Note: The Open Access program has been obsoleted in April 2021.
“Data that goes into a database should obey what I call the CAP principle. It should be complete, it should be accurate, and it should be permanent, so you never have to do it again. Otherwise, there’s no progress.”
— Sydney Brenner, Nobel Laureate 
Today we have reached a profound milestone. With our collaborators at Technical University Delft, we have published in Scientific Data the first-ever use of the Riffyn Scientific Development Environment (SDE) to define, capture, analyze, and share an elaborate set of scientific experiments. Our publication did not include standard materials and methods in the body of the publication because they were fully articulated, in association with the data and analytical code, within the Riffyn SDE experiments themselves. Moreover, the experiments in Riffyn SDE are fully computable, downloadable, testable, and reusable by others.
Riffyn SDE represents a paradigm shift in the specification of scientific procedures — one that delivers experimental methods, their associated data, and their analysis scripts in a modular, reusable, and instantly computable digital medium. Riffyn SDE offers a means to share scientific experiments and data the way programmers share source code. It offers a means to design scientific experiments the way car designers draw parts in their CAD systems. Riffyn SDE aims to make transparent, reproducible, collaborative science both accessible and routine for practicing scientists.
Riffyn SDE is the product of our singular mission — to improve the very foundation of modern science by enhancing the toolset for conducting the scientific method. The need for such advances are abundantly clear. They are driven by a crisis in reproducibility, eroding public trust in science, demands for more cost-efficient drug development, and demands for cleaner, more sustainable food, material and chemical products. We believe Riffyn SDE offers a powerful and pragmatic approach to address such problems.
But there is one problem. Until today, Riffyn SDE was available only to paid subscribers. It is quite obvious to us that this closed posture of Riffyn SDE is incompatible with our mission to reshape and improve modern scientific practices.
And so, to correct this problem and to celebrate our milestone, we are making Riffyn SDE Open Access. Any person affiliated with a non-profit organization, whose mission aligns with Riffyn’s values — notably a commitment to truth, integrity, democratic discourse, diversity of ideas and cultures, equal opportunity, and social and environmental stewardship — can obtain free access to a full-featured account on Riffyn SDE cloud, and any public experiments published there. You can request an account here.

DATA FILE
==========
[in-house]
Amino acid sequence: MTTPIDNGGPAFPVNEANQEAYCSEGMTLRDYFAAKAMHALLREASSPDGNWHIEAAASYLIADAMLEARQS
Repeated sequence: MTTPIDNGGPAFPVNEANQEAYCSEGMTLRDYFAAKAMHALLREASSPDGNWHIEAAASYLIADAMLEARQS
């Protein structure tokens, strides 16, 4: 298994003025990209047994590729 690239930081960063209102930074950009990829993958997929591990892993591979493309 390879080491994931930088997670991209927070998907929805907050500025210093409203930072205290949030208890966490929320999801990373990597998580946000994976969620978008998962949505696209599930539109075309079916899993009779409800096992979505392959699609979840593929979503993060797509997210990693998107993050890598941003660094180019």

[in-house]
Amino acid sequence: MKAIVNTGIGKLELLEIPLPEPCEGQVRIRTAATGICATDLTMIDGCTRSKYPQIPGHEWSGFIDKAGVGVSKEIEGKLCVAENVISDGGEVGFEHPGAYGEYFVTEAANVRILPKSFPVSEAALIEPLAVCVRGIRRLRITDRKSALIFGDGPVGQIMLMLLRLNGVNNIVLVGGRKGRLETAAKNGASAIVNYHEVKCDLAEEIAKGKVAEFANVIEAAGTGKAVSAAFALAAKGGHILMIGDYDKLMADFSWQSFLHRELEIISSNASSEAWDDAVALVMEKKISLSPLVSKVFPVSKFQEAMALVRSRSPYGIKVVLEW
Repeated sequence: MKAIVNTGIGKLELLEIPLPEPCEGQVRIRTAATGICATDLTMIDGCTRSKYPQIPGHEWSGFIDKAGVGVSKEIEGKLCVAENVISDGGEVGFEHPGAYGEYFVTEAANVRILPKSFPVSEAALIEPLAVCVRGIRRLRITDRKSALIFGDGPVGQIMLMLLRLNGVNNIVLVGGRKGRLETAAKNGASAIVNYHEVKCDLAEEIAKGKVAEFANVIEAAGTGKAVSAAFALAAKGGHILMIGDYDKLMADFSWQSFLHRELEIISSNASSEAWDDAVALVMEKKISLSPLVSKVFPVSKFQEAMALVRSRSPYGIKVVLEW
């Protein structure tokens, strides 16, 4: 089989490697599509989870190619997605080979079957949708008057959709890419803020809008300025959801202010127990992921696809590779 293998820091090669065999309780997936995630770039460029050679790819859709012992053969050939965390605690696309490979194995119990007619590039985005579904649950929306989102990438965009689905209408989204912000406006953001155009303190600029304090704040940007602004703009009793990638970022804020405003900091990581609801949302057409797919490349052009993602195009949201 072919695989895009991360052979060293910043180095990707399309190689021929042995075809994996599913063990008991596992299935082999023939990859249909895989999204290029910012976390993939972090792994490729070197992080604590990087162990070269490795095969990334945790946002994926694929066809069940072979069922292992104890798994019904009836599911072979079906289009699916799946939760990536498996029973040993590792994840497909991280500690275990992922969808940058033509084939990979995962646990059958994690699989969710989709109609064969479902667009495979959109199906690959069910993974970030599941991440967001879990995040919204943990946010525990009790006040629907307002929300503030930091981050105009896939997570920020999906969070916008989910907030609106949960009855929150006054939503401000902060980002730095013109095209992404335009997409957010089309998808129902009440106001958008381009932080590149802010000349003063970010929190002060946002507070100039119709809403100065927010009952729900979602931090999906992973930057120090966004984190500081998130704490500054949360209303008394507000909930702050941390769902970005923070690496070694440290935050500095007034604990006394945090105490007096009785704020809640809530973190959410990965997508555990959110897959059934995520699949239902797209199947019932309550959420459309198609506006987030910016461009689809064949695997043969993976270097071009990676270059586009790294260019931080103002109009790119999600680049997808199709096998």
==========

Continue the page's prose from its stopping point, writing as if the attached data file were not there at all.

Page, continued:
We note that Riffyn SDE was always architected with openness, accessibility, and collaboration in mind. To that end, Riffyn SDE offers real-time concurrent editing, a collaborative sharing model, a full REST API for programmatic access, Add-Ins for JMP, Python, Tableau, and Spotfire, and a vendor-neutral CSV export format for all data.
Riffyn SDE’s features and useability are also being continuously updated and advanced. As a user of Riffyn SDE you will receive these growing capabilities automatically.
Riffyn prioritizes data security and data confidentiality. Your data is protected by triple redundancy, static backups multiple times a day, real-time failover protection, and best-in-class security hardening.
As always, feel free to share your questions and experiences with us at email@example.com.
 Duncan, DE. (2004 Apr) Discover Dialogue: Sydney Brenner. Retrieved from http://discovermagazine.com/2004/apr/discover-dialogue/
Tim Gardner is the Founder and the CEO of Riffyn. He was previously Vice President of Research & Development at Amyris, where he led the engineering of yeast strain and processes technology for large-scale bio-manufacturing of renewable chemicals. Tim has been recognized for his pioneering work in Synthetic Biology by Scientific American, the New Scientist, Nature, Technology Review, and the New York Times. He also served as an advisor to the European Union Scientific Committees and the Boston University Engineering Alumni Advisory Board. Tim enjoys hockey, running, mountain biking, and being beaten by his sons in almost everything.